Dr. J. Robert Beyster, founder of the technology and engineering company SAIC and defense contractor Leidos, died of natural causes on Monday at the age of 90. His daughter, Mary Ann Beyster, wrote that her father wore his favorite sailing clothes during his final moments. “We all knew this day would come, but it’s never easy to say goodbye. Although this is a very sad time for our family, let’s celebrate the life of this remarkable man. He touched so many lives and gave to others selflessly,” she wrote in a post to her father’s blog.
A service member of the U.S. Navy and a graduate of the University of Michigan, Beyster began his career as a scientist working on the nuclear submarine program at Westinghouse in the 1950s. At the age of 45, he left his job at General Atomics to start his own company.
After a rocky first year, SAI, later the Science Applications International Corporation (SAIC), began turning a profit and soon expanded its reach with programs in national security, non-nuclear energy, health care systems, environmental business, information technologies, high-technology products and transportation.
“I had a very simple vision for the company in 1969. I wanted it to establish a place where we could work for our customers and do a good job, focus on the work, keep the costs down, and not be bothered by unnecessary bureaucracy and other considerations that made it hard to do research work. We happened to pick the right time to get going. A lot of good people were interested in finding such a place. Growing a large company was not in my head. I promised my wife it wouldn’t get over four people. Of course that changed pretty quickly.”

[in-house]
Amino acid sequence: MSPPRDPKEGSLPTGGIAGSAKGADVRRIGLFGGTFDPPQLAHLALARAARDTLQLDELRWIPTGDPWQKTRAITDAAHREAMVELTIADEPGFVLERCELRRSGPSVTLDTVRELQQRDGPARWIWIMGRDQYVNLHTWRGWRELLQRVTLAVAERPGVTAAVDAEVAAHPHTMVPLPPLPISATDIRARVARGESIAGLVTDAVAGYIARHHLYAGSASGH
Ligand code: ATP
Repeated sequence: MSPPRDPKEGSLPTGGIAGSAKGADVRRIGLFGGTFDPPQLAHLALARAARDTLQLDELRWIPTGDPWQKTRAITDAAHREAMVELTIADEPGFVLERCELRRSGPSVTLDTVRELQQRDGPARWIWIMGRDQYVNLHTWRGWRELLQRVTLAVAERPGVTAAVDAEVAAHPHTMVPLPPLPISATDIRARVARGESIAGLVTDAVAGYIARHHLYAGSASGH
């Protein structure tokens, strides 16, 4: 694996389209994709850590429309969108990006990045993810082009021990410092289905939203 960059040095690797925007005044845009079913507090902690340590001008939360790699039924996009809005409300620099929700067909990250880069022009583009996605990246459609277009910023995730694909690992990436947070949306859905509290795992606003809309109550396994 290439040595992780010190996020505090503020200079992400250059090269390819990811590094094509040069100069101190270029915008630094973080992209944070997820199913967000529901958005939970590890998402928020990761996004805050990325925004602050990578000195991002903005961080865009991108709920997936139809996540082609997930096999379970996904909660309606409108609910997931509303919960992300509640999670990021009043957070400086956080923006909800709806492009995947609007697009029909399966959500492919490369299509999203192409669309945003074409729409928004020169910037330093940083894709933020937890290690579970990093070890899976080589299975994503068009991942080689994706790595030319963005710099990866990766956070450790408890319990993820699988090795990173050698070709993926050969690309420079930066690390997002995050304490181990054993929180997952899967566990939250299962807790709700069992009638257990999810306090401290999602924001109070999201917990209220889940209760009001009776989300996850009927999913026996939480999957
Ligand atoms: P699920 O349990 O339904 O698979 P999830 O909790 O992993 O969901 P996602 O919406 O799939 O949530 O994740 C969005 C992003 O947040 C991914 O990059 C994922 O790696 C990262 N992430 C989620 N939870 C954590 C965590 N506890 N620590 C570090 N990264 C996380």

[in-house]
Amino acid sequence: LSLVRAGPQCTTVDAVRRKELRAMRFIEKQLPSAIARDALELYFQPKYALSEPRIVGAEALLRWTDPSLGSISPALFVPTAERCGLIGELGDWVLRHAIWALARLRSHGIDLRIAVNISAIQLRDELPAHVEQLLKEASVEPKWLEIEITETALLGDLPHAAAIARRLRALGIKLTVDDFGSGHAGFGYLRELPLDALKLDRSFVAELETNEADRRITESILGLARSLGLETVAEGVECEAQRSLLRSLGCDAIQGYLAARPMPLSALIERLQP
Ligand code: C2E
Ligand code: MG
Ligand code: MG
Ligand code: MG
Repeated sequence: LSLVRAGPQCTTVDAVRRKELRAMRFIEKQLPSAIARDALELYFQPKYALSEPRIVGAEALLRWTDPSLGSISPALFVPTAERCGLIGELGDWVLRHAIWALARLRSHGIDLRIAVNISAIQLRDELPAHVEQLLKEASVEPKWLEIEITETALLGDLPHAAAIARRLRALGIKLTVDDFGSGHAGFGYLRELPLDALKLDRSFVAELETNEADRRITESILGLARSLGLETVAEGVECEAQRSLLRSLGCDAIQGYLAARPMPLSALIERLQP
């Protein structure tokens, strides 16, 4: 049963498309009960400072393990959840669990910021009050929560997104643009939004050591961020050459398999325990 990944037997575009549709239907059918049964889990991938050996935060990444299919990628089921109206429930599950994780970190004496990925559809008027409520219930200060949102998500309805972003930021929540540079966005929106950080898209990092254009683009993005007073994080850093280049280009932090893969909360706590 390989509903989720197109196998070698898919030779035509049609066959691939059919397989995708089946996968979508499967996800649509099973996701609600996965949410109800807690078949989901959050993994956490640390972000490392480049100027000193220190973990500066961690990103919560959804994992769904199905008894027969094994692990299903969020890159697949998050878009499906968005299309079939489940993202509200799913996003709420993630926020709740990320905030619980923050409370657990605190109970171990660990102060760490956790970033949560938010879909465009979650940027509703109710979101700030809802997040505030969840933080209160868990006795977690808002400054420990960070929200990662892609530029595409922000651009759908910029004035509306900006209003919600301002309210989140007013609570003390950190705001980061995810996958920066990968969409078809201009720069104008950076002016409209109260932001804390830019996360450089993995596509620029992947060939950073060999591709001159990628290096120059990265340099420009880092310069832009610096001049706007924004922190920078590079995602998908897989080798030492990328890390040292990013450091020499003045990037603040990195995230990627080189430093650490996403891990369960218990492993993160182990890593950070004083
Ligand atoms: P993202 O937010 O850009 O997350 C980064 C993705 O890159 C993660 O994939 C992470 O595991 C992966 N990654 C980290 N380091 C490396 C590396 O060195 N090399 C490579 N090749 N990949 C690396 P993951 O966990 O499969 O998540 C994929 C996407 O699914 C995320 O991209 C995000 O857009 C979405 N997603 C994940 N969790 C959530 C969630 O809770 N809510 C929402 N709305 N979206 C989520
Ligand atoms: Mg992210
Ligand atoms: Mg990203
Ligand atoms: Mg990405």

The company’s first major contract was with the Defense Nuclear Agency — now the Defense Threat Reduction Agency — and helped assess the effects of nuclear weapons.
“Thirty-five years ago I was the manager of a self-supporting government contract research organization at another company. What I observed was that the government was not always getting the best technical support from private contractors on its national security projects,” Beyster said in a 2004 company report. “I found this to be unacceptable because our country needed the best help it could get in the national security area. So, providing quality work on national security problems at a fair price was the major motivation behind the founding of SAIC in 1969. I believe we have succeeded in this.”
Retired Maj. Gen. Arnold Punaro, chairman of the National Defense Industrial Association, released a statement, calling Beyster a brilliant scientist and businessman. He also described him as “a visionary who saw the promise of the internet and the information technology revolution when most were still skeptics.”
“He was a plank owner of the companies that pioneered IT for the government. His business model was based on employee ownership and entrepreneurship,” Punaro said. “I was privileged to work at SAIC under his leadership and know firsthand of his total dedication to his employees and his customers. NDIA recognized his leadership with our highest award in 2004 and his legacy lives on in his books, numerous writings, the Foundation for Enterprise Development (FED), and the dozens and dozens of companies started by employees mentored by Dr. Beyster. Our national security is stronger because of his contributions as a scientist and a businessman.”
Beyster is survived by his wife Betty, his daughter Mary Ann, his sons Jim and Mark, two grandchildren, one great-grandchild and his sister.